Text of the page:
Amending this starts with playing your best players more, and your worst players less. The basis for Saleh’s defensive line rotations is logical, but Williams playing at such a high level only to see 60% of their snaps in a given week is quite the opposite. 

Anyhow, Williams looked good for his New York Jets in Week 10. John Franklin-Myers had his flashes, but virtually everyone else looked flat. Subsequently, Allen had all day to throw and Bills running backs combined for an effortless 98 yards and three scores.

The Linebackers

Earlier this year, I sang praise for C.J. Mosley as a key for this defense, similar to Dont’a Hightower in New England. That wasn’t the case on Sunday. He quarterbacked a defense that for all intents and purposes laid down and died. He struggled with the speed of Buffalo’s playmakers and was just as troubled in zone coverage as everyone else.

With that said, Jarrad Davis may have been worse. He had a handful of awful plays in coverage and did not redeem himself in run support. Quincy Williams and Del’Shawn Phillips looked good in their limited reps prior to this game, but failed to stand out. 

The Cornerbacks

Another questionable coaching decision was showcased at corner: the choice not to follow star receivers. Bryce Hall is the best cornerback on the roster. Buffalo simply deployed Diggs on the opposite side of the field, and he rightfully went off. Eight catches, 162 yards, and one touchdown later, it’s worth asking whether it was the best strategy.

Hall was beaten a few times in his own right by Gabriel Davis and Emmanuel Sanders in what was the group’s worst week in a while. Brandin Echols and Javelin Guidry were repeatedly torched by Diggs. This isn’t inherently awful; being isolated with a stud like Diggs is incredibly difficult. Still, getting dominated by high-level players may be emblematic of their future as depth pieces instead of starters.

Michael Carter II might have been the best corner to see the field for the New York Jets in Week 10. He defended a pass and recovered a fumble in the loss. Also, Isaiah Dunn (again) played well in his limited snaps.

The Safeties

Marcus Maye’s absence was most definitely notable. However, it has opened the door for one of the few bright spots of the blowout. Sharrod Neasman played on just 29% of the team’s defensive snaps, but certainly made an impact. He made a diving interception en route to racking up two tackles and a pass defended.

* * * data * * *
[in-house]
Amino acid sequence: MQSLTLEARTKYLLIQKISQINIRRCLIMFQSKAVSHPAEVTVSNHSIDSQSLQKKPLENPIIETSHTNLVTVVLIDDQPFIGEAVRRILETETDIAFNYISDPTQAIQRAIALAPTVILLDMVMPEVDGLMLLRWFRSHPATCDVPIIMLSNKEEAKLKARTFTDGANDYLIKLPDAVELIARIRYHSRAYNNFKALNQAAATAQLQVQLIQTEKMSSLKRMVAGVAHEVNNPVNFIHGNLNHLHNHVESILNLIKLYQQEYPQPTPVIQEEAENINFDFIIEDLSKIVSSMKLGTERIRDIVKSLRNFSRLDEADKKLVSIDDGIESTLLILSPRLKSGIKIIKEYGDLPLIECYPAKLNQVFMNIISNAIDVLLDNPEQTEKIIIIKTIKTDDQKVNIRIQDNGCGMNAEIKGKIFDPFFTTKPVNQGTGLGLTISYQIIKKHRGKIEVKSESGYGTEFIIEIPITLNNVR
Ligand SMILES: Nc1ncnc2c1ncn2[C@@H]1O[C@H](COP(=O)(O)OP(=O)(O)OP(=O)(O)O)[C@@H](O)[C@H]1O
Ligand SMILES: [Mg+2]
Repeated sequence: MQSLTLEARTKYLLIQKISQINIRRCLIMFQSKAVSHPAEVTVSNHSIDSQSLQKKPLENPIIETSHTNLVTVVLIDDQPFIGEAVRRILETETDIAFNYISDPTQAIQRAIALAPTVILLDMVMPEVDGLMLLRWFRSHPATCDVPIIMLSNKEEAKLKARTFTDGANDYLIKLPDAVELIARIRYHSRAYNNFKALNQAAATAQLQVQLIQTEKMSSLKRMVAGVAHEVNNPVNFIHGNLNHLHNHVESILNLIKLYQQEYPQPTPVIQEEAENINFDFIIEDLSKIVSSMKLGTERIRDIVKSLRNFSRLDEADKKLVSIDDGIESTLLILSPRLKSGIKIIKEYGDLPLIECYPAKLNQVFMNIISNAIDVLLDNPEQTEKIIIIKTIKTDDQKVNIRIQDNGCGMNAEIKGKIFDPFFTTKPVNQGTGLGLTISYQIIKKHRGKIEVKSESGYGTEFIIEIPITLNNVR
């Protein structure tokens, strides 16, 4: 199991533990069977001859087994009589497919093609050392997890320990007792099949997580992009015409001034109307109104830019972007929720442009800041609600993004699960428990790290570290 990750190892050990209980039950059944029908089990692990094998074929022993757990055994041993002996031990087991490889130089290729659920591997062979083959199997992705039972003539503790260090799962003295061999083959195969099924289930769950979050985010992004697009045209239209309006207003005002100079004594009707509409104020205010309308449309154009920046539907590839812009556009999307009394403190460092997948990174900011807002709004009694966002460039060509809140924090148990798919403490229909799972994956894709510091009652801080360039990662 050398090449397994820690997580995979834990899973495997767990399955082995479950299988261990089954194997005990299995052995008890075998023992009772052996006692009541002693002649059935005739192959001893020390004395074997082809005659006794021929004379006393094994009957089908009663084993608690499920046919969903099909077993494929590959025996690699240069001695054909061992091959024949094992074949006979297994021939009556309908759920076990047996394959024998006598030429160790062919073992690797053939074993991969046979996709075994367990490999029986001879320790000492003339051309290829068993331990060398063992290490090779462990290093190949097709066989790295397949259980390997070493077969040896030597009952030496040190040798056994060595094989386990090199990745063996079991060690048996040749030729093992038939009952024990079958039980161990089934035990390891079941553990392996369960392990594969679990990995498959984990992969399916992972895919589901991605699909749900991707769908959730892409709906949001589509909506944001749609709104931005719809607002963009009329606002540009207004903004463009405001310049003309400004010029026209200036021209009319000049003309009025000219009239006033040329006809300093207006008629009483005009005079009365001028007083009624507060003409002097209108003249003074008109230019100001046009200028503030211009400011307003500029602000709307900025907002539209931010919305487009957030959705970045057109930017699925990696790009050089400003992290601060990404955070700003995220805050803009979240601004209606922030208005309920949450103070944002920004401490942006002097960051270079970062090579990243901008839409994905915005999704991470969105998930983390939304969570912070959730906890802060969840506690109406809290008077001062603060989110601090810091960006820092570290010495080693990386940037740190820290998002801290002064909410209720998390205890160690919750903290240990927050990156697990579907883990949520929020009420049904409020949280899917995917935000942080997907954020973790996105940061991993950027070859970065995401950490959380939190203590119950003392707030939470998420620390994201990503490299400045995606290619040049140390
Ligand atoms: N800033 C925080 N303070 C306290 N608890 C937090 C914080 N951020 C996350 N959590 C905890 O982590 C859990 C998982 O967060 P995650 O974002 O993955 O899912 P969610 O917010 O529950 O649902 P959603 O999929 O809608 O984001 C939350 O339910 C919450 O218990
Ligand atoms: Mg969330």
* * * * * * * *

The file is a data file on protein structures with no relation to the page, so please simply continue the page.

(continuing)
With relatively pedestrian play from the Jets’ safeties, and no long-term role for Jarrod Wilson, it would serve New York well to grant Neasman more playing time. It seems every time he steps on the field, he makes a positive impact. If anything, finding a long-term third safety could be a nice player to discover in a rebuilding season.

The Special Teams Units

Matt Ammendola was effective on Sunday, nailing a 48-yarder and two extra points. Braden Mann was similarly proficient in his punting duties.

The return game was intriguing, as Tevin Coleman looked awesome, but penalties marred an otherwise productive day. I doubt he pushes Berrios for punt return work, but I’d like to see the veteran retain his kick return duties.

Small sample size aside, the Jets’ punt coverage has to be better. For a team that is innately conducive to adversarial starting field positions, giving away free yards is a death sentence. 

The Outlook

You didn’t need to read this piece to know the New York Jets were beaten badly in Week 10. Of course, part of the story is that they are simply out-classed at virtually every spot. Still, the coaching concerns continue to arise in ways that stray from the standings.

The last team to hit an average scoring margin of -15, like New York currently has, was the 2009 (at the time St. Louis) Rams. Naturally, the regression to the mean is coming, and they likely won’t get boat raced by Houston or Miami, but losing this badly at such a rate is a concern for any rebuilding team.

The Jets get another crack at a divisional opponent next week when they face the Dolphins. For our sake, let’s hope it’s actually watchable.